In 1976, educator, musician, and kinesiologist Robin Wes longed for a children's gym that prioritized personal growth over competition. Unveiled at a time when physical-education classes pushed students to focus almost exclusively on winning, Robin's program was swiftly adopted and is now used in more than 300 Little Gyms worldwide. Robin still pens original music to accompany lessons, which engage whippersnappers 4 months old–12 years old with gymnastics, dance, karate, and parent and child activities.
Each of The Little Gym's classes introduces simple movements that sharpen motor skills and set brains whirring, allowing kids to progress at their own pace until they can finally build a computer out of macaroni and glitter. Staff members strive to build a base for lifelong social skills and self-assurance with each exercise, including activities rooted purely in fun, such as summer camps or birthday parties, which helped The Little Gym to earn title of #1 Birthday Chain in Parents magazine.
No Excuse Workout is a full-service health and fitness club that provides a motivating and friendly gym atmosphere, as well as up-to-date equipment and classes. At this functional space, gym-goers can run on treadmills, climb up Stair Masters, and lift free weights before punching away stress at the onsite boxing ring. Five personal trainers help clients get customized and tangible results, and there's plenty of free group classes taught in the studio. The teachers help students dance away calories in upbeat Zumba classes, or try circuit training or yoga—there's even a belly dancing class. The gym further demonstrates its ability to accommodate diverse guests with a relaxing onsite sauna, plenty of resistance-training equipment and tanning beds, and a pro shop. Here, patrons can buy exercise equipment and nutritional supplements—which, if bought in large enough quantities, can be lifted just like dumbbells for strength training.
The YMCA of Metropolitan Washington has been serving families and family-free individuals for more than 150 years. Today's deal gives you one month of family membership (good for two adults and any children under the age of 21 residing in the same household, normally $130) to this venerated institution and its numerous locations, which have numerous amenities. In addition to accessing fitness equipment and indoor and outdoor pools (pool availability varies by location), you'll have a standing invitation to the family festivals and pool events happening throughout the summer. You also get the choice of two personal-training sessions ($120–$140 value) with a certified trainer to help jumpstart a stymied fitness routine or improve a preexisting one. Personal training can even incorporate popular elements such as Zumba, cycling, belly dance, kickboxing, playing catch with computer monitors, and more. If you prefer squeaky-shoe sports, you may also choose two private tennis lessons ($150 value), available at the Bethesda/Chevy Chase location, Silver Spring location, or the YMCA Arlington Tennis and Squash Center.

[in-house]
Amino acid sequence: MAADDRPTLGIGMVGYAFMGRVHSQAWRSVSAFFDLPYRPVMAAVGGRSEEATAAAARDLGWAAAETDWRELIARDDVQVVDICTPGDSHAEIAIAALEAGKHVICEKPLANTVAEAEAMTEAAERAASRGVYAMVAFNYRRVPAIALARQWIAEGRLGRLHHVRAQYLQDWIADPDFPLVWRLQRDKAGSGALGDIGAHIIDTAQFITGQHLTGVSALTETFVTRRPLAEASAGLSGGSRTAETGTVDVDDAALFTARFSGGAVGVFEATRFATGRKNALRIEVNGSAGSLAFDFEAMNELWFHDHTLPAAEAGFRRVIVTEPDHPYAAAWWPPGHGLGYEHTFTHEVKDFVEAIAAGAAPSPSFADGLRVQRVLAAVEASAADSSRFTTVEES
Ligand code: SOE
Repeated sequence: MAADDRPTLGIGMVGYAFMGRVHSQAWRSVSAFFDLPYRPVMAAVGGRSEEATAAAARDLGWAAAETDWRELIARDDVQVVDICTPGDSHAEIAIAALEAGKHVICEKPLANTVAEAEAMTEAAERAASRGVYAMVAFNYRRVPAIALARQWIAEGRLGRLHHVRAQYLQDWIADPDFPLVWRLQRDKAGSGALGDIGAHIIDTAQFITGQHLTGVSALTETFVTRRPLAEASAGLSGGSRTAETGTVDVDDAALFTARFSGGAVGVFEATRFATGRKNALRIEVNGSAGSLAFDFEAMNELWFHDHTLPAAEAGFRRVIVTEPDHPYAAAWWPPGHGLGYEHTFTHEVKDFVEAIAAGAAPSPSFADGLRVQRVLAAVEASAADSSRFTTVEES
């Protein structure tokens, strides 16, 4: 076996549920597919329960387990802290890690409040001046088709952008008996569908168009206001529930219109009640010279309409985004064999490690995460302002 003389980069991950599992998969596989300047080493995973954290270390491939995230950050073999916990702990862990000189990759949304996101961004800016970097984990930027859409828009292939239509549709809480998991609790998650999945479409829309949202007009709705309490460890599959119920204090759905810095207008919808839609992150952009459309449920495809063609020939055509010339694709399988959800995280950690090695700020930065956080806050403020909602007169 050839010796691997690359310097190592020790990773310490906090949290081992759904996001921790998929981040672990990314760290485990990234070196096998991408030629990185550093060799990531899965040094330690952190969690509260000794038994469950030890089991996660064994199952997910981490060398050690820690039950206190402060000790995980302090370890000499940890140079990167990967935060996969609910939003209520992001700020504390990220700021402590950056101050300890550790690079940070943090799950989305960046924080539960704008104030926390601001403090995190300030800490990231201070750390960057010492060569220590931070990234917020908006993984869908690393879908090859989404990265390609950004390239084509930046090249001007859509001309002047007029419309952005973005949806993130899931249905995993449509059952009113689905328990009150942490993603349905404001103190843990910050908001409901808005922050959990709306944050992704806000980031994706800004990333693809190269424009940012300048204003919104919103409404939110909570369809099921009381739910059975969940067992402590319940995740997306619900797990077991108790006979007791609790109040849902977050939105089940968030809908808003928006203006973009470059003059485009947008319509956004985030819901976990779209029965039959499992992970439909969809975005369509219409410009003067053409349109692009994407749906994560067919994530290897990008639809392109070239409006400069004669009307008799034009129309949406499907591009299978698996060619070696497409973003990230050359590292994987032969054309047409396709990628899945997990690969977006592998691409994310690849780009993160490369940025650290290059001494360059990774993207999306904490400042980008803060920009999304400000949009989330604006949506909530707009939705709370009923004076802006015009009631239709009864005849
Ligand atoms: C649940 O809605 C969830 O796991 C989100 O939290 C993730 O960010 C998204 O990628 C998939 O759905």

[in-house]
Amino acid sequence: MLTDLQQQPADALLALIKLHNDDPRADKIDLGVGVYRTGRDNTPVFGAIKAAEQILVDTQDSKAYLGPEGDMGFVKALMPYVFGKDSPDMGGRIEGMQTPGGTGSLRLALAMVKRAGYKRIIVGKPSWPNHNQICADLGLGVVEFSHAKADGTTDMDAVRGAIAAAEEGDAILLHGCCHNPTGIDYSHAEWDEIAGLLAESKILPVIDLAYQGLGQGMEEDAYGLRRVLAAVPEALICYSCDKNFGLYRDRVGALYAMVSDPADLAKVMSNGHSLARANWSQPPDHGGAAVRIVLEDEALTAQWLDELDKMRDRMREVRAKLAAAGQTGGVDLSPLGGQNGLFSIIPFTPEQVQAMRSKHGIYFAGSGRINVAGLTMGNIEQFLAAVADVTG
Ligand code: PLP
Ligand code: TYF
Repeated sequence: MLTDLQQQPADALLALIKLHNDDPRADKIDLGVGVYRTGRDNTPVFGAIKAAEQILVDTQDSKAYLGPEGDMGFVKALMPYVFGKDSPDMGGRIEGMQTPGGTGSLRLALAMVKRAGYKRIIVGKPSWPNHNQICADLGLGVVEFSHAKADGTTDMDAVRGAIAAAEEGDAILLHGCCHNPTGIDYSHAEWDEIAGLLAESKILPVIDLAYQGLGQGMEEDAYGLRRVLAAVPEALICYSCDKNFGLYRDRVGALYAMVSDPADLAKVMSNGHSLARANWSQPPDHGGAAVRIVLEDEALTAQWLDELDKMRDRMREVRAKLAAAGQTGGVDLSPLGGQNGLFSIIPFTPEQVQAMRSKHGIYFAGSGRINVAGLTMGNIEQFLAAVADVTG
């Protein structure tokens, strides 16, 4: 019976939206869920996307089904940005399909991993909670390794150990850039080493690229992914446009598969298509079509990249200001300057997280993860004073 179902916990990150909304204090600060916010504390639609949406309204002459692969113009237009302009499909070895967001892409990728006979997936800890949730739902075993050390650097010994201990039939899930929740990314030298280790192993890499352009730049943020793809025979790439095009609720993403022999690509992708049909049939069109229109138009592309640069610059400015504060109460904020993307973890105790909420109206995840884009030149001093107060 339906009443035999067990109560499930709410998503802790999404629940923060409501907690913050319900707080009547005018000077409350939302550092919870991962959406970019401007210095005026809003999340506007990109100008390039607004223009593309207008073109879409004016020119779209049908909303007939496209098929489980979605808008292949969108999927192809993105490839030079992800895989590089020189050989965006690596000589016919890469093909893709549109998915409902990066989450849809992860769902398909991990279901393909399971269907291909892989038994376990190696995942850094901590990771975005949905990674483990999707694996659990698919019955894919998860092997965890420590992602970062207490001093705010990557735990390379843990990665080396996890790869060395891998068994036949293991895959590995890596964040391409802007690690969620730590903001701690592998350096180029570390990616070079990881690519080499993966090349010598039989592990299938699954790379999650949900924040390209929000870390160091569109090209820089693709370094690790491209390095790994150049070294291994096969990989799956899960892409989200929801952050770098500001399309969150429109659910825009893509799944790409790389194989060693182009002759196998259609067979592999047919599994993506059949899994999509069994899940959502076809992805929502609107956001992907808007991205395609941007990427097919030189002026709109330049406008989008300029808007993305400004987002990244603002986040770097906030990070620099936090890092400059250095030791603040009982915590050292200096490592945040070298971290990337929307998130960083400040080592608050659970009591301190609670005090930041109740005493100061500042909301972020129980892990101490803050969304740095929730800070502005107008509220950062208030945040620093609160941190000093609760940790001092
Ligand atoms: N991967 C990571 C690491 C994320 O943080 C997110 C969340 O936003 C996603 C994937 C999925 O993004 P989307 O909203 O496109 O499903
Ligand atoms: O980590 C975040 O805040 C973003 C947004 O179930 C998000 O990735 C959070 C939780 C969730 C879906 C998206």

In 1949, William E. Miller—known as W.E. to his friends—opened Rosecroft Raceway, transforming a 120-acre farm into a showcase for the exciting standardbred racing that had begun to take the nation by storm. After briefly closing in 2008, the track soon reopened, hoping to reclaim W.E.’s legacy with fast-paced action seven nights a week. Every day, simulcasts convey harness- and quarter-horse races from across the country as visitors place bets on which steeds will attempt to chew their jockeys’ hats. On Tuesdays and Saturdays, hooves pound the dirt during live contests as chefs prepare everything from mozzarella sticks to succulent spare ribs in the Terrace Dining Room.
The FAA-certified flight instructors at GT Aviation, LLC launch novice pilots safely skyward during each lesson. Students begin in the brick-and-mortar flight school, where teachers versed in the FAA curriculum impart basic knowledge of plane instruments and functions. Pupils then hop into the cockpit of an aircraft for an hour of in-flight training, taking the controls, revving the engine, and singing "Danger Zone" as they ascend into the atmosphere. Upon cresting the clouds, high fliers swoop over the Potomac River while honing navigation skills under the instructor's watchful eye. The lesson whets appetites for adventure in the wild blue yonder, and allows prospective pilots to test their mettle and develop witty in-flight banter before beginning the journey toward complete FAA certification.